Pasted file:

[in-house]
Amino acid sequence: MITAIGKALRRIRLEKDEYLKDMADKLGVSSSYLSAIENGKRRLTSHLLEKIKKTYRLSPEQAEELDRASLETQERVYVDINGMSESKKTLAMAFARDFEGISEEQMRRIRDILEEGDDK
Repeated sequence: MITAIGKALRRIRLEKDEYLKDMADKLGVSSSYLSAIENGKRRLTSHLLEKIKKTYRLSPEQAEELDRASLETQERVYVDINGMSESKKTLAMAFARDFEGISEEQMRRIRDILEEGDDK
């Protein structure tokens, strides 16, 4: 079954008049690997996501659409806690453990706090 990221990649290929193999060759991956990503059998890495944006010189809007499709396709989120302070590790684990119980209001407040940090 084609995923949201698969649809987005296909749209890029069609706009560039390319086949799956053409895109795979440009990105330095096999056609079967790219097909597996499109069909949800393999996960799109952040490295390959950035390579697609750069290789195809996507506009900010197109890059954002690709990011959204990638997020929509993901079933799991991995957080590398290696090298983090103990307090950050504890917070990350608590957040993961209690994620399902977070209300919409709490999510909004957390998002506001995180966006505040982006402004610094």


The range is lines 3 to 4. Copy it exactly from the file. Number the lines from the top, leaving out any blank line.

Repeated sequence: MITAIGKALRRIRLEKDEYLKDMADKLGVSSSYLSAIENGKRRLTSHLLEKIKKTYRLSPEQAEELDRASLETQERVYVDINGMSESKKTLAMAFARDFEGISEEQMRRIRDILEEGDDK
């Protein structure tokens, strides 16, 4: 079954008049690997996501659409806690453990706090 990221990649290929193999060759991956990503059998890495944006010189809007499709396709989120302070590790684990119980209001407040940090 084609995923949201698969649809987005296909749209890029069609706009560039390319086949799956053409895109795979440009990105330095096999056609079967790219097909597996499109069909949800393999996960799109952040490295390959950035390579697609750069290789195809996507506009900010197109890059954002690709990011959204990638997020929509993901079933799991991995957080590398290696090298983090103990307090950050504890917070990350608590957040993961209690994620399902977070209300919409709490999510909004957390998002506001995180966006505040982006402004610094």